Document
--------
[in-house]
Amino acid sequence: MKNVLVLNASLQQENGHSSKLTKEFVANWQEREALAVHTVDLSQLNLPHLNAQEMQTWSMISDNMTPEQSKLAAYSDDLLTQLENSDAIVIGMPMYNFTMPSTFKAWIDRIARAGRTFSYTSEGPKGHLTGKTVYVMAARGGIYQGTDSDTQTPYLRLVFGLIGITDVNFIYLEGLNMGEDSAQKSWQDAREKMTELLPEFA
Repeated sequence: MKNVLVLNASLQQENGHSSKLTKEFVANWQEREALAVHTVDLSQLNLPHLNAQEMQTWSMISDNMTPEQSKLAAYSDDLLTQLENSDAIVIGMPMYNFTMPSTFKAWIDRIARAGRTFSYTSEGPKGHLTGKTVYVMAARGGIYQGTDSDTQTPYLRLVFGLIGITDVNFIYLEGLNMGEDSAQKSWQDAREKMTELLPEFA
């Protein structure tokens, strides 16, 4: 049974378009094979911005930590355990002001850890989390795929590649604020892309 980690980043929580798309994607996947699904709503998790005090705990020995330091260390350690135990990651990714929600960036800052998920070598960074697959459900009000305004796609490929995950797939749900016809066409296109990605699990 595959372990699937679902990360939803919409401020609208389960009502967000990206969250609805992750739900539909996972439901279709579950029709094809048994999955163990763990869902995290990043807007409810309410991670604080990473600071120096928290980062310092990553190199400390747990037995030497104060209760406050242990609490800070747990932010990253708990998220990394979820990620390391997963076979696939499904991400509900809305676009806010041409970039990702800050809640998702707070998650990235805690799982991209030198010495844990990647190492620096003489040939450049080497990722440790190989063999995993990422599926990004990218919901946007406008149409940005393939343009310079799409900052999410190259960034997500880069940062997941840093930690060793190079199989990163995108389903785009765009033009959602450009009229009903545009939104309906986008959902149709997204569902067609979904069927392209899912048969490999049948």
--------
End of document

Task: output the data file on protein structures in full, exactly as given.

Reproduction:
[in-house]
Amino acid sequence: MKNVLVLNASLQQENGHSSKLTKEFVANWQEREALAVHTVDLSQLNLPHLNAQEMQTWSMISDNMTPEQSKLAAYSDDLLTQLENSDAIVIGMPMYNFTMPSTFKAWIDRIARAGRTFSYTSEGPKGHLTGKTVYVMAARGGIYQGTDSDTQTPYLRLVFGLIGITDVNFIYLEGLNMGEDSAQKSWQDAREKMTELLPEFA
Repeated sequence: MKNVLVLNASLQQENGHSSKLTKEFVANWQEREALAVHTVDLSQLNLPHLNAQEMQTWSMISDNMTPEQSKLAAYSDDLLTQLENSDAIVIGMPMYNFTMPSTFKAWIDRIARAGRTFSYTSEGPKGHLTGKTVYVMAARGGIYQGTDSDTQTPYLRLVFGLIGITDVNFIYLEGLNMGEDSAQKSWQDAREKMTELLPEFA
């Protein structure tokens, strides 16, 4: 049974378009094979911005930590355990002001850890989390795929590649604020892309 980690980043929580798309994607996947699904709503998790005090705990020995330091260390350690135990990651990714929600960036800052998920070598960074697959459900009000305004796609490929995950797939749900016809066409296109990605699990 595959372990699937679902990360939803919409401020609208389960009502967000990206969250609805992750739900539909996972439901279709579950029709094809048994999955163990763990869902995290990043807007409810309410991670604080990473600071120096928290980062310092990553190199400390747990037995030497104060209760406050242990609490800070747990932010990253708990998220990394979820990620390391997963076979696939499904991400509900809305676009806010041409970039990702800050809640998702707070998650990235805690799982991209030198010495844990990647190492620096003489040939450049080497990722440790190989063999995993990422599926990004990218919901946007406008149409940005393939343009310079799409900052999410190259960034997500880069940062997941840093930690060793190079199989990163995108389903785009765009033009959602450009009229009903545009939104309906986008959902149709997204569902067609979904069927392209899912048969490999049948």